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Sunspots Today: A Cheshire Cat – New Essay from Livingston and Penn

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Watts Up With That?
Sunday, June 14, 2009

This arrived in my email tonight from Bill Livingston. It is hot off the press, date June 11th. I believe WUWT readers will be some of the first to see this. – Anthony

Guest Essay by:
W. Livingston, National Solar Observatory, 950 N. Cherry Ave, Tucson AZ 85718;
M. Penn, National Solar Observatory, Tucson AZ

Physical conditions in the infrared at 1.5 microns, including maximum magnetic field strength and temperature, have been observed spectroscopically in 1391 sunspots 1990 to 2009 (1). We emphasize the quantitative difference between our IR sunspot measurements and the visible light results from most solar magnetographs employed world-wide. The latter are compromised by scattered light and measure flux, not field strength. A lower limit of ~1800 Gauss is required to form spot umbra. The umbral maximum field strength has declined over the above interval, perhaps because spots have on average diminished in size. The present condition of solar activity minimum has more spotless days than since the 1910s (2). The Cheshire Cat behavior is related to magnetic surface fields often appearing without accompanying dark spots.

Sunspots recently are behaving like a Cheshire Cat: the smile is there (magnetic fields) but the body is missing (no dark markings). We are unsure about past cycles but at present sunspots, with their usual umbrae and penumbrae, are failing to materialize. For hundreds of years the Sun has shown an approximately periodic 11-year alteration in its activity where the number of sunspots increases and then decreases. Sunspots are dark regions on the solar disk with magnetic field strengths greater than 1500-1800 Gauss. The last sunspot maximum occurred in 2001. Magnetically active sunspots at that time (Figure 1A) produced powerful flares, caused large geomagnetic disturbances, and disrupted some space-based technology.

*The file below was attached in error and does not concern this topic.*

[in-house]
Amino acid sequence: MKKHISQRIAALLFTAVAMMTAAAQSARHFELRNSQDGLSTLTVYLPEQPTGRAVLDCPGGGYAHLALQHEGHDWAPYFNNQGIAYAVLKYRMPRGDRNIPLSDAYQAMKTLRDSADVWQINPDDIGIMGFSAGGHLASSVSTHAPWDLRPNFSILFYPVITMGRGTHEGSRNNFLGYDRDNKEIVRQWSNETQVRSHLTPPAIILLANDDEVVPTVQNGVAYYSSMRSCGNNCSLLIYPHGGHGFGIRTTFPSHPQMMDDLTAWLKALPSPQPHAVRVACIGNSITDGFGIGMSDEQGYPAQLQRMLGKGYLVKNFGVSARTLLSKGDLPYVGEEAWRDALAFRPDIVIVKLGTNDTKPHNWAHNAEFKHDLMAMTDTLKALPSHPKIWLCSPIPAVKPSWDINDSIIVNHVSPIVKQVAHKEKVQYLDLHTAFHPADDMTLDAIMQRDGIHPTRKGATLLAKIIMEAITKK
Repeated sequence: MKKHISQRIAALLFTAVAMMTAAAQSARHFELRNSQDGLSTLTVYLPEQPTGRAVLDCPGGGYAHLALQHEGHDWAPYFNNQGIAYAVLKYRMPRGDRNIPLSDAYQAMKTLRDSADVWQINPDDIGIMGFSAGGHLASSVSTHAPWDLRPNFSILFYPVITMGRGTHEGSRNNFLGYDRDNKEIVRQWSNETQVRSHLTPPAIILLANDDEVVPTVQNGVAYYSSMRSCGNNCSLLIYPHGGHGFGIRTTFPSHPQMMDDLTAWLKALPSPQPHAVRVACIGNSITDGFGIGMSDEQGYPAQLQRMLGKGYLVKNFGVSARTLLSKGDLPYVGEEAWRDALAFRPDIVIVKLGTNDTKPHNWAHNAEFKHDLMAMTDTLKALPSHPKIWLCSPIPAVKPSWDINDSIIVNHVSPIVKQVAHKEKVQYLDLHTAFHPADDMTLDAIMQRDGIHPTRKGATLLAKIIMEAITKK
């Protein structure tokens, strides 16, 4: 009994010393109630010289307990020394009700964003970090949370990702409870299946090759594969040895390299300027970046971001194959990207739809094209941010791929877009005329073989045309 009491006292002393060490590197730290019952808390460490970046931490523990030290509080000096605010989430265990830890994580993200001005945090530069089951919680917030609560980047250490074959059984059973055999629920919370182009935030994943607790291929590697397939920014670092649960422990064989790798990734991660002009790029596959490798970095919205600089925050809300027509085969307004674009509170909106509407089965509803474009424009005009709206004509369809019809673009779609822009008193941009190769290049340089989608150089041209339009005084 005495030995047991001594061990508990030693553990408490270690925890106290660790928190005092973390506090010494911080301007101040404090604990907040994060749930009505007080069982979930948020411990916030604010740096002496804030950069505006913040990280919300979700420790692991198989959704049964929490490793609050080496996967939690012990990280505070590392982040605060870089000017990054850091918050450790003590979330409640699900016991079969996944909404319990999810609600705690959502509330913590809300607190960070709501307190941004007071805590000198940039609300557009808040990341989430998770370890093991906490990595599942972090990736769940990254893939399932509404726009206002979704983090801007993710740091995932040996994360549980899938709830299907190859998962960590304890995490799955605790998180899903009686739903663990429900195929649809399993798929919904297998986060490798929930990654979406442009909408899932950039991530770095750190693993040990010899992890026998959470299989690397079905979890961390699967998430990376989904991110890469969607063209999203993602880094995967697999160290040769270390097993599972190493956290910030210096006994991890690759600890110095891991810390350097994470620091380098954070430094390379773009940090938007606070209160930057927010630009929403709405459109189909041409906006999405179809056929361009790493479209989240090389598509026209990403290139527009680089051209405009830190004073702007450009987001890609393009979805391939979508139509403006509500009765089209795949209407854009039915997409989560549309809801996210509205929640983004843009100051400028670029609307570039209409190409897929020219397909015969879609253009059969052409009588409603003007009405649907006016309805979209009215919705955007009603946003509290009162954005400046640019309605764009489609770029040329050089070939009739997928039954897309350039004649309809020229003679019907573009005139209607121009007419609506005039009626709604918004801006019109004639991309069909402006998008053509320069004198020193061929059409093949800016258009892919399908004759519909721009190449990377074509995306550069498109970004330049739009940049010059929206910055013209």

Sunspots Today: A Cheshire Cat – New Essay from Livingston and Penn

Figure 1a. An image of a sunspot from near the maximum of the last solar cycle, cycle 23, taken at the McMath-Pierce telescope on 24 October 2003. The sunspots clearly show a dark central umbra surrounded by a brighter, filamentary penumbra. The magnetic fields seen here range from 1797 to 3422 Gauss.

At present, presumably leaving a deep solar minimum, nothing more than tiny spots, or “pores”, have been seen for some time (again
Figure 1B).

Sunspots Today: A Cheshire Cat – New Essay from Livingston and Penn

Figure 1b. An image of a pore – a tiny sunspot with no penumbral structure – taken from the MDI instrument on the SOHO spacecraft, 11 January 2009; this is an example of what we observe today at solar minimum. The larger pore had a magnetic field of 1969 Gauss. Presently, the solar surface is mostly devoid of spots. Both images have the same spatial scale, and are roughly 360 Mm horizontally.

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Sunspots Today: A Cheshire Cat – New Essay from Livingston and Penn 290509banner

In the current solar minimum the number of spotless days has not been equaled since 1914 (2), see Figure 2. Some look at this figure and feel reassured; this has
happened before. Others sense abnormality.

Sunspots Today: A Cheshire Cat – New Essay from Livingston and Penn

Figure 2. Number of spotless days at cycle minima in the past.

Why is a lack of sunspot activity interesting? During a period from 1645 to 1715 the Sun entered an extended period of low activity known as the Maunder Minimum. For a time equivalent to several sunspot cycles the Sun displayed few sunspots. Models of the Sun’s irradiance suggest that the solar energy input to the Earth decreased during that epoch, and that this lull in solar activity may explain the low temperatures recorded in Europe during the Little Ice Age (3).

In 1990, working with S. Solanki, we began exploratory measurements at the McMath- Pierce telescope of the infrared magnetic field strength, temperature, and brightness in dark sunspot umbrae. These observations use the most sensitive probe of sunspot magnetic fields: Zeeman splitting of the infrared spectral line of Fe I at 1565 nm. This splitting yields total field strength not flux (see below). Because the splitting is always complete in sunspot umbrae the measurement is independent of atmospheric blurring, or seeing (providing the line is visible). Temperature was deduced from the depth of nearby molecular OH lines. Higher temperature meant brighter continuum intensity and weaker OH. Starting in 2000 this work became systematic, where each spot was measured only once at the darkest position in its umbra. The resulting data set of 1391 observations represents the longest time-sequence of total field strengths in sunspots. Figure 3 is a plot of these observations.